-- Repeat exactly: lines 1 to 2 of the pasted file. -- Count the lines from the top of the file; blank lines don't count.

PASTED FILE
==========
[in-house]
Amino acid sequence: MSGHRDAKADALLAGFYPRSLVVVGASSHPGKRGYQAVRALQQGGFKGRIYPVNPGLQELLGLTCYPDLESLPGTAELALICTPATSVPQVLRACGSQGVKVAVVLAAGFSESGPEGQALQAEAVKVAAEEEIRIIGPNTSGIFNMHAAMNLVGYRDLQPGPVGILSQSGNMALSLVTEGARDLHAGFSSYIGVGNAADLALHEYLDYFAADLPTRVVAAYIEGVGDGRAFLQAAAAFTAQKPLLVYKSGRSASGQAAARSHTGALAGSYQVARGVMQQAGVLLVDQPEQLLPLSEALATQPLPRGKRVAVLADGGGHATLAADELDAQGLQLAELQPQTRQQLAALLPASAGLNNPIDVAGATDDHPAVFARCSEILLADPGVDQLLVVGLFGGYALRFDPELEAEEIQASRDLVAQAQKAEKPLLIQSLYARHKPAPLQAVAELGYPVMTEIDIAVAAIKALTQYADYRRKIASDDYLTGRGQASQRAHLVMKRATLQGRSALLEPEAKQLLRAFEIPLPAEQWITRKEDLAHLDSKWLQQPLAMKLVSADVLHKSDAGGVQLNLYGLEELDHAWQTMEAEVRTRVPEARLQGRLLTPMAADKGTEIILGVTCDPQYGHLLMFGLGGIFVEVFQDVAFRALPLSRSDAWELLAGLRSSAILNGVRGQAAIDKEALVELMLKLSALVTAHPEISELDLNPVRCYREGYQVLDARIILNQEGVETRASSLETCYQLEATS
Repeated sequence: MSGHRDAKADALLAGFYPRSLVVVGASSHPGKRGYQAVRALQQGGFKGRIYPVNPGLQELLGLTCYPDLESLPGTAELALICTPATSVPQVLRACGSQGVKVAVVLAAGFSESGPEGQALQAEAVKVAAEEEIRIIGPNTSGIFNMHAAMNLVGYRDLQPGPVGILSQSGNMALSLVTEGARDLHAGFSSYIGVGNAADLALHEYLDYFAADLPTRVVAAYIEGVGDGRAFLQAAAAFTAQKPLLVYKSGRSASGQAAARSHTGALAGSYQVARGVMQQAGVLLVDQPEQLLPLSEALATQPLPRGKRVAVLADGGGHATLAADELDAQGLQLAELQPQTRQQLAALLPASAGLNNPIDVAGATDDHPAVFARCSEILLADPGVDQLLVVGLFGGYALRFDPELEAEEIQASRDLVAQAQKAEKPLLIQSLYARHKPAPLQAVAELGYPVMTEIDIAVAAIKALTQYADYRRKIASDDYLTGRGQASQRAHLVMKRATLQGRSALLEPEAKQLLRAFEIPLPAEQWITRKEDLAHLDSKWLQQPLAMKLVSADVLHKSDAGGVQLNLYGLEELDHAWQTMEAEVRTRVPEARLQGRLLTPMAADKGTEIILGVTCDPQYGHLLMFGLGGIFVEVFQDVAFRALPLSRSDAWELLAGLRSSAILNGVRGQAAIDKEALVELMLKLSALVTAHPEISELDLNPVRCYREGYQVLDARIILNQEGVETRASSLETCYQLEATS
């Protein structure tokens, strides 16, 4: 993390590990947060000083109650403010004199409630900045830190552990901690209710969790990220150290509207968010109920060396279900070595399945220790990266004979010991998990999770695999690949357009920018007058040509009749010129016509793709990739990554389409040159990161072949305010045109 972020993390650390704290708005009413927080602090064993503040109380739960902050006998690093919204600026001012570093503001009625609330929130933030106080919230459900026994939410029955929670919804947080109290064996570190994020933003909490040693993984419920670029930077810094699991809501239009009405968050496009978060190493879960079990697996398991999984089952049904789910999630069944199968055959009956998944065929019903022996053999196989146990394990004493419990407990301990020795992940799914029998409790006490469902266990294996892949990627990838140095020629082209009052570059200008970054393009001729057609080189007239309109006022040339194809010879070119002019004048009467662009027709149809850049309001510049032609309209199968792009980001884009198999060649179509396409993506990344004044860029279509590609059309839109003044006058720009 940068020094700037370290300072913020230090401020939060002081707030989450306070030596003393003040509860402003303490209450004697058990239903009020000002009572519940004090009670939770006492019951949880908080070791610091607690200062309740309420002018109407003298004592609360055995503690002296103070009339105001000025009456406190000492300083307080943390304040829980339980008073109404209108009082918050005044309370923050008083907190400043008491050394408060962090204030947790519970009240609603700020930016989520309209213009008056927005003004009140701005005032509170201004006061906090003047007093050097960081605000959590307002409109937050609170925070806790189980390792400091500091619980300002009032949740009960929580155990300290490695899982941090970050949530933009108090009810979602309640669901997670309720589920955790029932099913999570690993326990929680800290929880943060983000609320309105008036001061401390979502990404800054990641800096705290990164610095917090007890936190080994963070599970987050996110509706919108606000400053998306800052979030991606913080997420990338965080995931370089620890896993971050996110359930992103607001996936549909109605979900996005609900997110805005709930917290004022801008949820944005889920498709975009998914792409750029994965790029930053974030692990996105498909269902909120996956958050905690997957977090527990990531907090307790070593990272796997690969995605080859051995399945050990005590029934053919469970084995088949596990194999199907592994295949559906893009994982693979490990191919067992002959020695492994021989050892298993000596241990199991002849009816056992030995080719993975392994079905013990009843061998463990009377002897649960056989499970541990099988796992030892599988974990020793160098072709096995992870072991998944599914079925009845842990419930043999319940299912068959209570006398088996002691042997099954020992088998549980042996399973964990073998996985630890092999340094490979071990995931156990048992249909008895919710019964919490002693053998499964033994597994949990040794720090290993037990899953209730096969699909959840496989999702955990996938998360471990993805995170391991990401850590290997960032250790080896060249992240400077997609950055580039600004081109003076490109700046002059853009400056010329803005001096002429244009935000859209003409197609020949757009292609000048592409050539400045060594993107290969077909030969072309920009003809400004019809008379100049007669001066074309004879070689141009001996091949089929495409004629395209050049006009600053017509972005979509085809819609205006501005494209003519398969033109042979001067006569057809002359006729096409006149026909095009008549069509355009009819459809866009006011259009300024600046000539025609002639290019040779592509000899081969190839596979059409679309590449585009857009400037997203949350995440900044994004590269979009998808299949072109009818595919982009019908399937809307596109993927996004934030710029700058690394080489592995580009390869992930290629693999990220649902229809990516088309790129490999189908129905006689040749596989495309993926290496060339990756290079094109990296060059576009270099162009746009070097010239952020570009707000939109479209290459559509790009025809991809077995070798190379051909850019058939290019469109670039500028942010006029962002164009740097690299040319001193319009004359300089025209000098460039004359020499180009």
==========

[in-house]
Amino acid sequence: MSGHRDAKADALLAGFYPRSLVVVGASSHPGKRGYQAVRALQQGGFKGRIYPVNPGLQELLGLTCYPDLESLPGTAELALICTPATSVPQVLRACGSQGVKVAVVLAAGFSESGPEGQALQAEAVKVAAEEEIRIIGPNTSGIFNMHAAMNLVGYRDLQPGPVGILSQSGNMALSLVTEGARDLHAGFSSYIGVGNAADLALHEYLDYFAADLPTRVVAAYIEGVGDGRAFLQAAAAFTAQKPLLVYKSGRSASGQAAARSHTGALAGSYQVARGVMQQAGVLLVDQPEQLLPLSEALATQPLPRGKRVAVLADGGGHATLAADELDAQGLQLAELQPQTRQQLAALLPASAGLNNPIDVAGATDDHPAVFARCSEILLADPGVDQLLVVGLFGGYALRFDPELEAEEIQASRDLVAQAQKAEKPLLIQSLYARHKPAPLQAVAELGYPVMTEIDIAVAAIKALTQYADYRRKIASDDYLTGRGQASQRAHLVMKRATLQGRSALLEPEAKQLLRAFEIPLPAEQWITRKEDLAHLDSKWLQQPLAMKLVSADVLHKSDAGGVQLNLYGLEELDHAWQTMEAEVRTRVPEARLQGRLLTPMAADKGTEIILGVTCDPQYGHLLMFGLGGIFVEVFQDVAFRALPLSRSDAWELLAGLRSSAILNGVRGQAAIDKEALVELMLKLSALVTAHPEISELDLNPVRCYREGYQVLDARIILNQEGVETRASSLETCYQLEATS